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Overcoming Writer’s Block: 7 Idea-Generating Tips for the Business Blogger

Here at QLP, we recently published our 1000th blog post. Exciting stuff! But the ideas for all those articles didn’t always come easily — and even after a thousand posts, we still stare at a lot of blank pages.

As any blogger knows, producing interesting, fresh material on a regular basis can be daunting. We all suffer from writer’s block now and then; but luckily, there are ways to overcome this. The next time you don’t know what to write about, try a few of these idea-generating strategies:

1. Read the News

Think of all the blog ideas you’ll find here!

Think of all the blog ideas you’ll find here!

What’s happening in the world — locally, nationally, and internationally? News items, business-related or otherwise, can spark many ideas. Get started by reading a newspaper daily and subscribing to online news aggregators.

Stay on top of the news specific to your industry, too. Follow blogs, websites, and other sources of industry chatter. As QLPer Mandy says, “Having a good idea of the current stuff being published can kick-start my own ideas. Sometimes people write things and I feel like I could flesh out a certain point, so I do!”

2. Examine Your Personal Spending Habits

QLPer Jenna asks herself, “Why do I love the brands that I am loyal to?” On the contrary, are there brands you refuse to buy? Brands that have disappointed you recently? Have you had any memorable customer service experiences, good or bad?

Look closely at the ways companies try to attract your business, and write about what they’re doing right and wrong. Case studies and personal examples can make for informative and compelling content.

3. Draw on Hobbies and Interests

What do you like to do in your free time? Maybe you’re a sports fan. Perhaps you’re preparing for or just experienced a big event, such as a wedding or vacation. Whatever interests you, get creative and transform what you already love into an article that relates to your industry.

QLPer Jen says, “I also learn quite a bit while researching topics, so I think that’s what really motivates me to write.” What topic do you want to learn more about? Develop it into engaging material for your readers.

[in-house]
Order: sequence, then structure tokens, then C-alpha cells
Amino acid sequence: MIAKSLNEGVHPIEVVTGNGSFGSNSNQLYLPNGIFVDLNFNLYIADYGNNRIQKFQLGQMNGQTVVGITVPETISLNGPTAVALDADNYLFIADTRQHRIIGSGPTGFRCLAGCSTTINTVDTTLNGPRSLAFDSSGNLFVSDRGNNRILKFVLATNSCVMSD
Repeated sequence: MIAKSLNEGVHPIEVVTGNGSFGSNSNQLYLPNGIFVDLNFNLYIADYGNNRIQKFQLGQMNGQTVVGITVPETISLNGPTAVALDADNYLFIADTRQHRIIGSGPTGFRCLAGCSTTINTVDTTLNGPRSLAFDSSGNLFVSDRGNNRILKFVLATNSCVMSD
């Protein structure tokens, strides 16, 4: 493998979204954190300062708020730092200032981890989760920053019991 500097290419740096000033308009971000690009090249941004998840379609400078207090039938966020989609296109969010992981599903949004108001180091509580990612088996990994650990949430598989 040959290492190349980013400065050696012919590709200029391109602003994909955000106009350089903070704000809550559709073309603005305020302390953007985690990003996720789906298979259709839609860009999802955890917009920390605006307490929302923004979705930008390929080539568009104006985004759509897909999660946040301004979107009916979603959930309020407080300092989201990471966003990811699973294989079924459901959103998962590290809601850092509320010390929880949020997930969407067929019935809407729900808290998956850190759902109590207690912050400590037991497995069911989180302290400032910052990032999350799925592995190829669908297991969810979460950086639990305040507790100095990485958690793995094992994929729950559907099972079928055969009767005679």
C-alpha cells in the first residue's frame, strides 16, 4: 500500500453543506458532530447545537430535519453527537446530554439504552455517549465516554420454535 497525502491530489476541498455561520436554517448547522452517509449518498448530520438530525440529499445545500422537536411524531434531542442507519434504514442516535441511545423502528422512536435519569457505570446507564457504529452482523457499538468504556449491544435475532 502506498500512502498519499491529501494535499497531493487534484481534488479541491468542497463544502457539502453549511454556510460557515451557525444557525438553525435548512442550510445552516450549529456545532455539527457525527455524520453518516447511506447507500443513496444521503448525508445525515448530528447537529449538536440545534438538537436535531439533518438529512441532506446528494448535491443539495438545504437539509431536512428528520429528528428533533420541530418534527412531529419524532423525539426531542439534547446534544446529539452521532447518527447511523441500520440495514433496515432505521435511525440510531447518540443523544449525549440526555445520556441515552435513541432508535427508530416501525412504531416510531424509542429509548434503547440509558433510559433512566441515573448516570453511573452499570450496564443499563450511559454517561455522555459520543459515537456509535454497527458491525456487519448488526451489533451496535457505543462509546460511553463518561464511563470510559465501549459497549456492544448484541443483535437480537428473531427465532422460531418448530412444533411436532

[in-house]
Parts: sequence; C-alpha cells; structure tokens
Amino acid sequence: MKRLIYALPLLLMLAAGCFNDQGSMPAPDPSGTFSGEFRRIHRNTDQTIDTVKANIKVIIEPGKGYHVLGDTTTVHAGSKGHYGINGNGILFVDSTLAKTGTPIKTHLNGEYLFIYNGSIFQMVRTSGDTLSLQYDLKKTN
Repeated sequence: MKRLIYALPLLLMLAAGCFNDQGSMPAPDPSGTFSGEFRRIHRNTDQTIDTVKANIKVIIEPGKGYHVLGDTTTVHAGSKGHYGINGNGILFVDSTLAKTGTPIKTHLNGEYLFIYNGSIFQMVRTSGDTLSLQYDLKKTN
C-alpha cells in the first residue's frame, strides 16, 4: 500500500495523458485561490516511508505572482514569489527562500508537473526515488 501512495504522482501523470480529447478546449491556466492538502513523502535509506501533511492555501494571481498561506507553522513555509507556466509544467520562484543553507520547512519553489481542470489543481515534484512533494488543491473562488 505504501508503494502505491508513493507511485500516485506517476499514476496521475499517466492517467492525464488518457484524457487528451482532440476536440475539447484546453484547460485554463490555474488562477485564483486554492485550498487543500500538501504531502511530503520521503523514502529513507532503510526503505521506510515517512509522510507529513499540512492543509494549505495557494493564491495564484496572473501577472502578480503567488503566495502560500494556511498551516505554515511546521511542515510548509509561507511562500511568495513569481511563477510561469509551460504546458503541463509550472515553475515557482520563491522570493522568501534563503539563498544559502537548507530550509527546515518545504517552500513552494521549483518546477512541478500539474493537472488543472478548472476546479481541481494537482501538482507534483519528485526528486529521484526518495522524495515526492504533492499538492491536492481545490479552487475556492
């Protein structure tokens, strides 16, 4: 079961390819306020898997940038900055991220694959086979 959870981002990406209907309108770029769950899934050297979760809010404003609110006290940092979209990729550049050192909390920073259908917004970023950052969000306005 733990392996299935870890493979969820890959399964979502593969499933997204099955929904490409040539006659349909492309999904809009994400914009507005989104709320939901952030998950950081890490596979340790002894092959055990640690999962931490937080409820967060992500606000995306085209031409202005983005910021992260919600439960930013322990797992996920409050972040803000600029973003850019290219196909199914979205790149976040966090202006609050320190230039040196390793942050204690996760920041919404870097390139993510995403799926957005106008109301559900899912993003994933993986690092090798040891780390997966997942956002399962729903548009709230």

4. Watch TV and Movies

We’re working, we swear …

We’re working, we swear …

Television and film are great sources for blog ideas. Analyze the characters and storylines in your favorite shows and movies and apply your conclusions to your industry. QLPer Jill says, “I love picking out specific portions or quotes from things I watch and then trying to turn them into an attention-grabbing topic!”

Take notice of advertising, too. How successful was the marketing for that film you just watched? Did you see a commercial lately that altered your perception of a brand?

5. Interview Someone

Do you know anyone who has a story to tell? Are there business owners in your personal or professional life who could offer insight? Perhaps your customers are willing to share their experiences. Don’t be afraid to approach people outside of your network, too — the worst they can do is say no. As long as you ask the right questions, you can provide some stellar content to your readers.

6. Revisit Old Content

Just because something isn’t new doesn’t mean it’s not worth sharing anymore. Bring new life to old articles by finding recurring themes and topics and shaping them into compilation posts.

Also, read through the comments from your old writings. Are there issues your readers want to know more about? Did they ask questions you could answer in a new post? Can you expand a well-received article into a series?

7. Carry a Notebook

Ever had an idea strike you randomly during the day, but you lost it because you didn’t write it down? Don’t rely on remembering stray thoughts; instead, keep a small journal and pen with you at all times. QLPer Amy says, “My family makes fun of me for keeping a mini notebook on our coffee table, but it’s saved me so many times!”

It’s easy to lose hope when you’re idea-less and on a deadline. But with some research and creativity, you’re bound to discover something out there (or in your head) that you can turn into first-rate content. Then, once you latch onto an idea, get inspired and write!

Which of these strategies is most helpful to you? Where else do you find ideas for articles? Let us know in the comments!

 Image credit to Clipart.com.


Rachel Hamsmith

When not writing for the blog, Rachel is a data entry specialist at QLP. She spends most of her free time consuming a variety of geeky TV shows, movies, and books, as well as funny cat videos and other Internet oddities. Otherwise, she moonlights as an editor for a literary magazine and tries to spend as much quality time as she can with friends and family. You can also connect with Rachel on Google+.

Comments

  1. Jaimie Smith